The relationship between infections and autoimmune diseases is complex and there are several reports highlighting the role of human endogenous retroviruses (HERVs) in these patients. The levels of multiple sclerosis-associated retrovirus (MSRV)-type DNA of Env gene was measured in peripheral blood mononuclear cells from 52 patients with relapsing-remitting multiple sclerosis (RRMS) and 40 healthy controls using specific quantitative PCR (qPCR) analysis. Furthermore, we analyzed the status of HERV-W/MSRV in these patients with regards to both EBV (DNA load and anti-EBNA1 IgG antibody) and vitamin D concentration. MSRV DNA copy number were significantly higher in RRMS patients than healthy controls (P < 0.0001). Interestingly, an inverse correlation was found between MSRV DNA copy number and serum vitamin D concentration (P < 0.01), but not for EBV load or anti-EBNA-1 IgG antibody.
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http://dx.doi.org/10.1002/jmv.24774DOI Listing
July 2017

MDM2 gene polymorphisms and risk of classic Kaposi's sarcoma among Iranian patients.

Med Microbiol Immunol 2017 Apr 12;206(2):157-163. Epub 2017 Jan 12.

Department of Virology, School of Public Health, Tehran University of Medical Sciences, Tehran, 14155, Iran.

A single-nucleotide polymorphism (SNP) in the promoter region of MDM2 (SNP309T>G, rs2279744) has been shown to increase the expression of the MDM2 protein in various cancer types. However, only one study has analyzed the role of the MDM2 polymorphism in the development of Kaposi's sarcoma (KS). The association of MDM2 SNP309 with classic KS risk was evaluated in 79 Iranian patients with classic KS and 123 healthy controls. The MDM2 SNP309 was genotyped using PCR and restriction fragment length polymorphism methods. No significant correlation was found between the SNP309 polymorphism in MDM2 promoter and classic KS risk. There was no significant correlation between gender and disease stage. However, a significant association was found between SNP309 GG genotype and younger age (≤50 years) (odds ratio 9.5, 95% confidence intervals 1.5-60, p = 0.03). Our findings support no major role for the MDM2 SNP309 in KS development although it might influence the clinical outcome of KS in younger patients.
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http://dx.doi.org/10.1007/s00430-016-0491-9DOI Listing
April 2017

Molecular typing of human herpesvirus 8 among HIV positive in comparison to HIV-negative individuals in Iran.

J Med Virol 2017 04 26;89(4):703-709. Epub 2016 Dec 26.

Department of Virology, School of Public Health, Tehran University of Medical Sciences, Tehran, Iran.

It is still unclear whether different HHV-8 genotypes may have different pathogenic and tumorigenic properties associated with a diverse rate of disease progression. In some areas where genotype C was found to be prominent among classic KS patients, genotype A was shown to be more frequent among AIDS-associated KS patients. Genotype C was previously reported to be widespread in Iran, with genotype A being less frequent among patients with classic KS although no data are available with regards to the HHV-8 genotyping among Iranian HIV-infected patients. In order to analyze HHV-8 genotypes (ORF K1), six HIV-infected patients (with or without KS), and 22 HIV-negative subjects (classic/iatrogenic KS patients and IVDUs) were investigated using nested PCR. Genotype A was detected more frequently among HIV-infected patients with or without KS (three out of six) whereas genotype C was found more common among HIV-negative subjects including classic/iatrogenic KS patients and IVDSs (21 out of 22), and this difference was statistically significant (P = 0.044). In conclusion, our data further support the dominancy of HHV-8 genotype C in Iranian general population. Moreover, genotype A was more common among HIV-infected patients with or without KS. J. Med. Virol. 89:703-709, 2017. © 2016 Wiley Periodicals, Inc.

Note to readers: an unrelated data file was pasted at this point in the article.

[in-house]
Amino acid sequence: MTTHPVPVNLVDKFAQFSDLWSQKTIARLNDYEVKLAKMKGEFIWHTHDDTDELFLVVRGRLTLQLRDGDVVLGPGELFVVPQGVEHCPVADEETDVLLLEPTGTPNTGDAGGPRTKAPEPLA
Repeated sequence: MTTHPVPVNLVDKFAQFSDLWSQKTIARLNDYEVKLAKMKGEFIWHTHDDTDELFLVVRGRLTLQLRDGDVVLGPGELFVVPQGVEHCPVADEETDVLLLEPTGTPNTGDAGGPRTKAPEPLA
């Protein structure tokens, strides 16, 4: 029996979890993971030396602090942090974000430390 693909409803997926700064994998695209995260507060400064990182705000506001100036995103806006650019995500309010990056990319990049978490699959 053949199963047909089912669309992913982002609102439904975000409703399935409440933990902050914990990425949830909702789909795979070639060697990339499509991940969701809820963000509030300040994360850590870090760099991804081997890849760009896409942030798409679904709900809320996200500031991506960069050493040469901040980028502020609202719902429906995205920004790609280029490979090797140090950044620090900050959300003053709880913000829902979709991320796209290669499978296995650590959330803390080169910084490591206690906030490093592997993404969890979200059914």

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http://dx.doi.org/10.1002/jmv.24644DOI Listing
April 2017

Prevalence of human herpesvirus-8 among HIV-infected patients, intravenous drug users and the general population in Iran.

Sex Health 2016 06;13(3):295-8

Department of Virology, School of Public Health, Tehran University of Medical Sciences, Tehran 14155, Iran.

Studies looking at the frequency of human herpesvirus-8 (HHV-8) among Iranian blood donors have produced conflicting results. The aim of this study was to investigate the prevalence of HHV-8 DNA by using polymerase chain reaction methods among 168 healthy individuals, 60 intravenous drug users and 100 HIV-infected patients from Iran. The prevalence of HHV-8 was significantly higher among intravenous drug users (13.3%) compared with the general population (3.6%; P=0.017). The HHV-8 genome was mostly detected among intravenous drug users who displayed high-risk sexual behaviours. Moreover, the HHV-8 genome was also detected in 8% of HIV-infected patients. The present study findings support the likelihood that the transmission of HHV-8 is via a sexual route in the Iranian population.
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http://dx.doi.org/10.1071/SH15192DOI Listing
June 2016

First report of human parvovirus 4 detection in Iran.

J Med Virol 2016 08 4;88(8):1314-8. Epub 2016 Feb 4.

Department of Virology, School of Public Health (SPH), Tehran University of Medical Sciences (TUMS), Tehran, Iran.

Parvovirus 4 (PARV4) is an emerging and intriguing virus that currently received many attentions. High prevalence of PARV4 infection in high-risk groups such as HIV infected patients highlights the potential clinical outcomes that this virus might have. Molecular techniques were used to determine both the presence and the genotype of circulating PARV4 on previously collected serum samples from 133 HIV infected patients and 120 healthy blood donors. Nested PCR was applied to assess the presence of PARV4 DNA genome in both groups. PARV4 DNA was detected in 35.3% of HIV infected patients compared to 16.6% healthy donors. To genetically characterize the PARV4 genotype in these groups, positive samples were randomly selected and subjected for sequencing and phylogenetic analysis. All PARV4 sequences were found to be genotype 1 and clustered with the reference sequences of PARV4 genotype 1. J. Med. Virol. 88:1314-1318, 2016. © 2016 Wiley Periodicals, Inc.
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http://dx.doi.org/10.1002/jmv.24485DOI Listing
August 2016